The Sidney Prize and the Hillman Foundation Awards

The Sydney Prize is a monthly award for outstanding journalism that focuses on social and economic injustice. The winner receives a $500 honorarium and a certificate designed by New Yorker cartoonist Edward Sorel. Nominations can be made for any piece of journalism published in the previous month—a feature article, an op-ed, a blog post, or even a tweet. The winner is announced on the second Wednesday of each month.

The Sidney Prize is named in memory of Dartmouth College professor Sidney Cox, who inspired students to pursue their creative passions. In addition to writing, he also taught painting and sculpture. A number of prizes and professorships have been established in his honor at Hamilton, Harvard Business School, and other schools.

In 2024, the Event Cinemas Rising Talent Award – presented by the Sydney Film Festival – recognised a trailblazing NSW-based creative working in short film. The $7,000 prize was awarded to a director, screenwriter or producer who had produced no more than five short films in their career. This is the second year the prize has been offered and it continues to recognise innovative, imaginative and courageous works.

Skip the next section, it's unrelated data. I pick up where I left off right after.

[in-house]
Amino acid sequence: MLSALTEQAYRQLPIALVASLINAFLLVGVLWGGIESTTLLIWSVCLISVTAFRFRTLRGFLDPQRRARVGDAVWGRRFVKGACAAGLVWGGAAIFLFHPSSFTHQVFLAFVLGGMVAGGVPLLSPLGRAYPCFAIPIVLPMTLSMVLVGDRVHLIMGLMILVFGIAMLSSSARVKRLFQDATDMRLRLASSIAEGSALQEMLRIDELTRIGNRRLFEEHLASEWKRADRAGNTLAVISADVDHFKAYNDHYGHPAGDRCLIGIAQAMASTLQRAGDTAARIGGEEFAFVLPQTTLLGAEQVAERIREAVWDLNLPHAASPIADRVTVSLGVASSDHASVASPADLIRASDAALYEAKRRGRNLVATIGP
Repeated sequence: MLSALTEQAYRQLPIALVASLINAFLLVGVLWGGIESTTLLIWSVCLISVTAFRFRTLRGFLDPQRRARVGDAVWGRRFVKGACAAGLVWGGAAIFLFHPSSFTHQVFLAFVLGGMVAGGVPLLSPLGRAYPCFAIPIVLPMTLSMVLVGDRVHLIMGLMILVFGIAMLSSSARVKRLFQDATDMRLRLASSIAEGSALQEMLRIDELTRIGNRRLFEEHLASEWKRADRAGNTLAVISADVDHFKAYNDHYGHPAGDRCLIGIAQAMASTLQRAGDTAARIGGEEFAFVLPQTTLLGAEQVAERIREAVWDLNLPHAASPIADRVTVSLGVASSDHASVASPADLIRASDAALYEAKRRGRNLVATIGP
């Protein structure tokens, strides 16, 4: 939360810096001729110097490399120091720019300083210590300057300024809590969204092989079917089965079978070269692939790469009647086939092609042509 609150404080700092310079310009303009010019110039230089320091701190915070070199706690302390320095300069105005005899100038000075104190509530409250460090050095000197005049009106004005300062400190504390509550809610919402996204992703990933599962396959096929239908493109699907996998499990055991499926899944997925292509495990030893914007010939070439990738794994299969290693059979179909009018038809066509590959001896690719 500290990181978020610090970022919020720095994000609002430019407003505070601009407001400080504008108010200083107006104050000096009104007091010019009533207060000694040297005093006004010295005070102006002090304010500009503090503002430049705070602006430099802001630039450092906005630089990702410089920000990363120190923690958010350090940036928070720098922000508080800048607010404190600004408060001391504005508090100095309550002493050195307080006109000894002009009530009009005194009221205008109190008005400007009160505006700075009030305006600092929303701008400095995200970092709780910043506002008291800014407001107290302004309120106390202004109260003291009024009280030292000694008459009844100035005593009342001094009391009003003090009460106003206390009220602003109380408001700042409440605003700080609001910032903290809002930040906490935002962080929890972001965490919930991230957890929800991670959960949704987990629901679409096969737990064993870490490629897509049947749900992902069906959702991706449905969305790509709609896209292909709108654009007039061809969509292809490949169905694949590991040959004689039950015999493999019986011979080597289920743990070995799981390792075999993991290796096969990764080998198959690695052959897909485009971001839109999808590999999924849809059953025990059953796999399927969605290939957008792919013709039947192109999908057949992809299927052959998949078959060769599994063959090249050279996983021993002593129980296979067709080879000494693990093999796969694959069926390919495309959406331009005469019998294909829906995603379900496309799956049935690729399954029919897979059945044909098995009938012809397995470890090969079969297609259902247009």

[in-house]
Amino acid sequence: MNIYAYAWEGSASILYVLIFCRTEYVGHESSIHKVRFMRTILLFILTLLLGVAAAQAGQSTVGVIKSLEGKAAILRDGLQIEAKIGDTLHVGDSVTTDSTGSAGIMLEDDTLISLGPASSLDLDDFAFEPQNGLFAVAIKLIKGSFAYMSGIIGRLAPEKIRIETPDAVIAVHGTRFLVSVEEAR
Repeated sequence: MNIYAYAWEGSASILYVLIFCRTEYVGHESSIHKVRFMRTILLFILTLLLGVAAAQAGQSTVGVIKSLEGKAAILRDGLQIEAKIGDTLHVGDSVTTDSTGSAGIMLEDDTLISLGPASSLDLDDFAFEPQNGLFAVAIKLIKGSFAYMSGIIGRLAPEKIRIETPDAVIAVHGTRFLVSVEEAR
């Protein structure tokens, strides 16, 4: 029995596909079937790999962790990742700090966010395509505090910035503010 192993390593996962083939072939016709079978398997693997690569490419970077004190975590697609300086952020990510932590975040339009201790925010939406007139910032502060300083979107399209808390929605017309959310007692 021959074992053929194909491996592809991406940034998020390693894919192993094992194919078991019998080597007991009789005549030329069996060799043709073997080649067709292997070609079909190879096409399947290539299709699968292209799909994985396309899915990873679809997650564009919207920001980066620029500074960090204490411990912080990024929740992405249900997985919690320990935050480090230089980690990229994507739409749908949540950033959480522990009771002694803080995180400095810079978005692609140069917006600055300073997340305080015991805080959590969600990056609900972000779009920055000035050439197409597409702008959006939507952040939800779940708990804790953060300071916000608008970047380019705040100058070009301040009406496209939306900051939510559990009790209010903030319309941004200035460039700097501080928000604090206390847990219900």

Each year, the Hillman Foundation awards a monetary prize to two writers whose work “exposes social and economic injustice.” The foundation is affiliated with the left-of-center Amalgamated Clothing Workers of America union and its successors, Unite Here and Workers United, SEIU. The foundation is chaired by former Amalgamated Clothing Workers president and union activist Bruce Raynor, who has himself been in the midst of controversy in two different cases.

For the 2024 Hillman Prize, judges selected the Canadian Globe and Mail journalists Robert Fife and Steven Chase for their reporting on foreign interference in Canada’s democracy. Their investigation sparked national debate, dominated the news agenda and led to a public inquiry.

The Annual Sidney Edelstein Prize, sponsored by SHOT, is awarded to an outstanding scholarly book on the history of technology published in the previous three years. The prize was established in 1968 to commemorate the late Dr. Sidney Edelstein, a prominent dyestuffs manufacturer and an early pioneer in the history of technology.

The finalists for the 2023 Sidney Prize were announced today, and Overland will publish the winning story in our autumn issue. Runners-up will also be published online. We’d like to thank the judges, the entrants and our supporters for this year’s competition. This year, the prize received a record number of entries from across Australia and internationally. You can see all the finalist stories here. We would like to especially congratulate the following writers for their work: